Sunday, 21 July 2019

Ex-serviceman lays wreath to mark D-Day anniversary

Ex-serviceman lays wreath to mark D-Day anniversary

A FORMER serviceman laid a poppy wreath at the war memorial in Wargrave when the village marked the 75th anniversary of the D-Day landings, writes James Burton.

John Fryer, 94, of the Walled Garden, Wargrave, is believed to be the only living resident who served during the Second World War.

About 50 villagers attended the ceremony by the monument in the grounds of St Mary’s Church in Station Road, where a wreath was also laid by Tony Elliott, president of the village’s Royal British Legion branch.

Rev John Cook, the vicar of St Mary’s, led prayers for all those killed or injured in the D-Day operation and David Smith, chairman of the Legion branch, read the exhortation of remembrance from Robert Binyon’s poem For The Fallen.

The vicar read Psalm 62, in which King David speaks of God as “my rock and my salvation”.

He told the congregation: “I love that passage because it brings back to all of us where true stability can be found. At times we all feel like the ‘tottering fence’ mentioned in the psalm and I suppose those fighting on the beaches must have felt terribly weak and fragile, like a fence wobbling in the wind.

“The enemy they faced were arrogant, deceptive and numerous — a colossal enemy to meet indeed — but the psalmist says he poured out his heart to the Lord and gained perspective.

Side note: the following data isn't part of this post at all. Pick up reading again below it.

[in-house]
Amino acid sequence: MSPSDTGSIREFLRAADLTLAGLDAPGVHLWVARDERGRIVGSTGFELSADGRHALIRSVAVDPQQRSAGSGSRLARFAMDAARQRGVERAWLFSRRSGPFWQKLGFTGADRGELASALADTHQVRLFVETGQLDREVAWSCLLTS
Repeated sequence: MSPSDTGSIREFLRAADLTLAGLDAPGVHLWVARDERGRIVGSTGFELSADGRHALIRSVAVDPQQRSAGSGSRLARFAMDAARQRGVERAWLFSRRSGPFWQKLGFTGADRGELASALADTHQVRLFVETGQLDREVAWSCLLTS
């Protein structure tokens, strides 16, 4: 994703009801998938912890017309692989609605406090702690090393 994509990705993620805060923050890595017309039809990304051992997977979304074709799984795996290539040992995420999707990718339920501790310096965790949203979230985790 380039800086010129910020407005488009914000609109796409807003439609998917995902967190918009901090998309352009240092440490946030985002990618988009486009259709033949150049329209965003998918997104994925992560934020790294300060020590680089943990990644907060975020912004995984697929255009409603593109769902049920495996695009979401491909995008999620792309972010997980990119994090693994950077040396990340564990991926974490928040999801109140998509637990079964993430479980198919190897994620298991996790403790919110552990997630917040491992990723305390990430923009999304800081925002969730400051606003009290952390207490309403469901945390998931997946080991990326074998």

“I love how it ends, saying ‘you, O God, are strong and you are loving’. When the world does its worst, we hold on to that as our hope.”

Mr Fryer joined the army in 1943 when he was 18 having initially enrolled on a government training programme as an engineer. He then completed officer training and became a lieutenant training troops around Britain.

When the conflict ended, he served for several more years overseeing camps for German prisoners of war across Europe.

Mr Fryer said: “It is very important that we celebrate the anniversary and I have left my television recording coverage of the national celebrations in order to attend this service.

“The turnout is pretty good and I’m pleased that people supported it. Not everyone takes as keen an interest as others but I imagine many people are watching the coverage at home.”

Mr Elliott said: “This means so much for two reasons. Firstly, I was a young lad in the East End during the Blitz and I knew people who were killed, including a schoolmate, and I’ve never forgotten that.

“Secondly, years later I was stationed in Singapore and Malaysia as a member of the Royal Air Force and, again, I knew people who were killed. An occasion like this really brings their loss home and you just want to say, ‘thank you’.

“I’m pleased that my grandchildren are now learning about this in school because it’s only by remembering it that we can hopefully prevent something similar from happening again. This event is not solely about the past but very much the future as well.”

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